Biometrics, Certified Software Solutions, and the Japanese Consumption Tax: a Proposal For the Tax Commission

Richard Ainsworth
Significant change is anticipated in the Japanese Consumption Tax. This is the conclusion of the Japanese Tax Commission in its mid-term report, presented to Prime Minister Junichiro Koizumi on June 17, 2003. When the Tax Commission’s Chairman, Professor Hiromitsu Ishi,[1]submitted A Sustainable Tax System for Japan’s Aging Society[2]the Commission indicated that it was responding to a“state of crisis…[brought...

Tax Fraud in The Sales Tax: Zappers – What Are They? How Can Puerto Rico Block Them?

Richard Ainsworth
The Sales and Use Tax is an essential part of Puerto Rico's revenue profile. Effective only recently (November 15, 2006) the Impuesto a las Ventas y Uso (IVU)[1] was expected to raise between $2.3 and $1.05 billion annually,[2] and has already become the Commonwealth's fourth largest revenue source.[3] Actual revenue results for 2007-2008 came in at $1.1 billion,[4] which admittedly is closer to the low end than the high...

Ain’t Charity: Disallowing Deductions for Kept Resources

Calvin Johnson
The two proposals in this article have a common theme: Accounting for taxable income should reflect money a taxpayer has kept for his own self-serving uses. A charitable deduction is reasonable when the taxpayer has forfeited resources to others, but not when the taxpayer has consumed resources for self-use. Providing a subsidy by exempting resources that a taxpayer has kept for himself is not a reasonable way to promote...

The United States’ Experience with Energy-Based Tax Incentives: The Evidence Supporting Tax Incentives for Renewable Energy

Mona Hymel
Developing sustainable markets for renewable energy technologies presents complex challenges. Financial, institutional and informational obstacles impede advancement of these technologies. Tax incentives are often utilized to assist policy makers in dealing with these challenges.[1] Because tax incentives and subsidies generally decrease governmental revenues, understanding their costs and benefits is critical in determining...

Competition Between Tax Havens: Does Geographic Distribution Matter?

Luisa Blanco
Written by: Luisa Blanco and Cynthia Rogers 1. Introduction Over the past decade, economic globalization has led to a significant increase in capital mobility and a corresponding increase in demand for tax haven operations. In fact, total liabilities for a sample of 20 tax havens grew by 154 percent between 1998 and 2006 (Kudrle, 2008). Fearing the harmful impacts of tax haven policies, OECD countries launched the...

A Policy Analysis Of Michigan’s Mislabeled Gross Receipts Tax

Michael Mcintyre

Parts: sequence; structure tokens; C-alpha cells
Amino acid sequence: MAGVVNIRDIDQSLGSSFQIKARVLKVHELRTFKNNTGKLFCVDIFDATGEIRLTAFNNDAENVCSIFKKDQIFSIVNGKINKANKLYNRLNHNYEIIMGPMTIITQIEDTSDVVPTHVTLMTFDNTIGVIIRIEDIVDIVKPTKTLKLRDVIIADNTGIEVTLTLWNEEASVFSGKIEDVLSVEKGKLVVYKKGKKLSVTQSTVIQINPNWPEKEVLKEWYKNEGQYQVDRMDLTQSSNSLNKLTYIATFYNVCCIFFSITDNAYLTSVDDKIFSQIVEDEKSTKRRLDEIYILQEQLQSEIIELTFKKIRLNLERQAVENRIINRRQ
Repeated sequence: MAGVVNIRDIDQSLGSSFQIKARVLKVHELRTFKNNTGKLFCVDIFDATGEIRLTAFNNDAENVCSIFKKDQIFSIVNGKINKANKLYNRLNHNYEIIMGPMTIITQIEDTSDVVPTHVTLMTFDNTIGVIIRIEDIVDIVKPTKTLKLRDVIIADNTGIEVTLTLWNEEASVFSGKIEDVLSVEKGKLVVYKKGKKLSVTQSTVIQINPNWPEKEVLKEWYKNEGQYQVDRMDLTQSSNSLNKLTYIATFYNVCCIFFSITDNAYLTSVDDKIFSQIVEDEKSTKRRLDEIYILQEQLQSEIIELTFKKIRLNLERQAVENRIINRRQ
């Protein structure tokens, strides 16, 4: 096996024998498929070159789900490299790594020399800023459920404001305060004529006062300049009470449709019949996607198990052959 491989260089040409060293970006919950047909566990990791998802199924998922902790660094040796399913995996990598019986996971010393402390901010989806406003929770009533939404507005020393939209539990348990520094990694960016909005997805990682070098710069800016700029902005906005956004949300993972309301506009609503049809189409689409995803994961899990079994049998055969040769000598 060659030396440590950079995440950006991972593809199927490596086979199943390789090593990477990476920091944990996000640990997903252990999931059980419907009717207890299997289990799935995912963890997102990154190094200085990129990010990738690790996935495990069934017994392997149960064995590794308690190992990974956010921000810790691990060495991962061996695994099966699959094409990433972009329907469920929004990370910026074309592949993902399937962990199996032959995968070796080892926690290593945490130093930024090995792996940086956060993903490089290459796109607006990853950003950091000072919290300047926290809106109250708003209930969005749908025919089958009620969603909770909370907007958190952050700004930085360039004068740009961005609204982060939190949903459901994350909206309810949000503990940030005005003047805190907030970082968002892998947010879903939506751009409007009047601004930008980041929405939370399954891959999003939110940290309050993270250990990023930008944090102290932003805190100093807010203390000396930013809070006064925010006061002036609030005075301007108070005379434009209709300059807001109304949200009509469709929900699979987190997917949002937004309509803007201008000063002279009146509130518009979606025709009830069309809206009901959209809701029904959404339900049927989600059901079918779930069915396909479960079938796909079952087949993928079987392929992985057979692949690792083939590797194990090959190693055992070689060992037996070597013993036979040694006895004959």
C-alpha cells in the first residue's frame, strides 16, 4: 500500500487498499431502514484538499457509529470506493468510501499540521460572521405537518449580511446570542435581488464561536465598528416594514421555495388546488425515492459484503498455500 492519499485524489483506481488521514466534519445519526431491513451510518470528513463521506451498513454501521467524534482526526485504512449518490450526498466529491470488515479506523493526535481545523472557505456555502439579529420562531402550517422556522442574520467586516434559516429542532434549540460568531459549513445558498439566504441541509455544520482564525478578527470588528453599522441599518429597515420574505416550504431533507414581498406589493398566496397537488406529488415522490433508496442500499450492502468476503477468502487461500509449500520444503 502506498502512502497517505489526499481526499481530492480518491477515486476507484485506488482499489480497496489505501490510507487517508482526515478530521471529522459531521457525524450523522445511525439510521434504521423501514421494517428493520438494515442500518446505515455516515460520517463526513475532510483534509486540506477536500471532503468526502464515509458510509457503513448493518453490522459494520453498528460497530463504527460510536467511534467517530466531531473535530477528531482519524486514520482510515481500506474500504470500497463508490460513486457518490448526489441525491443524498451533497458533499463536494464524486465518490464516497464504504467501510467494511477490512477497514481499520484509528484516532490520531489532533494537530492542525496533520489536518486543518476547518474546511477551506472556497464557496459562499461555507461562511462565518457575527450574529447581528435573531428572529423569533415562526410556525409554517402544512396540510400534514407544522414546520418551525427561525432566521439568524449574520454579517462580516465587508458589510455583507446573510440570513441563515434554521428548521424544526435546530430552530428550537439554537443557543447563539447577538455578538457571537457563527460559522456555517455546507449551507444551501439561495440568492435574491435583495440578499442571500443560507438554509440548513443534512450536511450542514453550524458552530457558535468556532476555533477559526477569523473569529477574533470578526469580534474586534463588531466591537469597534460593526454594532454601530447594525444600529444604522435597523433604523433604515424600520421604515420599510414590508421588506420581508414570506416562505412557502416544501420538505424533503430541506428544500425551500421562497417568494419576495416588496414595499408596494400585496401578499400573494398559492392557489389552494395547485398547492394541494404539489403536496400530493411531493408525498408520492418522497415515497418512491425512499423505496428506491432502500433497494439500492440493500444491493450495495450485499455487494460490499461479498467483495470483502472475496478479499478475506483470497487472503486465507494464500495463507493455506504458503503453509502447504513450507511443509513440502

Michael J. McIntyre and Richard D. Pomp Abstract: On January 1, 2008, the State of Michigan implemented a new tax, labeled a modified gross receipts tax (MGRT). The label is misleading. The tax is not on gross receipts but rather on gross receipts reduced by "purchases from other firms," defined generally to include inventory purchased during the taxable year, capital purchases, and material and supplies. In some...

Reforming the Taxation of Derivatives – An Overview

Alex Raskolnikov
This brief essay outlines three benchmarks for evaluating alternative ways of taxing capital income, summarizes anticipatory, retroactive, and accrual based proposals for reforming the taxation of derivatives, and offers guidelines for evaluating more limited reforms. It is intended as an introduction to key concepts, tensions, and ideas for reforming the taxation of financial instruments. Derivatives (or financial...

The Meaning of Enterprise, Business, and Business Profits Under Tax Treaties and Domestic Tax Law (forthcoming, 2011)

Allison Christians
Written by: Allison Christians and Yariv Brauner[*] PART I. THE MEANING OF “ENTERPRISE” AND “BUSINESS” IN DOMESTIC NON-TAX LAW The terms ―business‖ and ―enterprise‖ are very widely used in United States legislation[1] Given the prevalence of the terms – business and enterprise, an exhaustive survey of their use in non-tax legislation in the United States is beyond the scope of this report....

Case Study Research and International Tax Theory

Allison Christians
Abstract Over the last ten years, legal scholars have begun to use what they describe as “case studies” in an effort to develop better theories about how governments can or should impose taxation on international activities. The attributes and function of case studies, while well-studied and documented in other disciplines, has not been explored in tax law scholarship. This Article explores case study research...

Employee Stock Options, Corporate Taxes and Debt Policy

John Graham
Written by: John R. Graham, Mark H. Lang and Douglas A. Shackelford Abstract: We find that employee stock option deductions lead to large aggregate tax savings for Nasdaq 100 and S&P 100 firms and also affect corporate marginal tax rates. For Nasdaq firms, including the effect of options reduces the estimated median marginal tax rate from 31 percent to 5 percent. For S&P firms, in contrast, option deductions...
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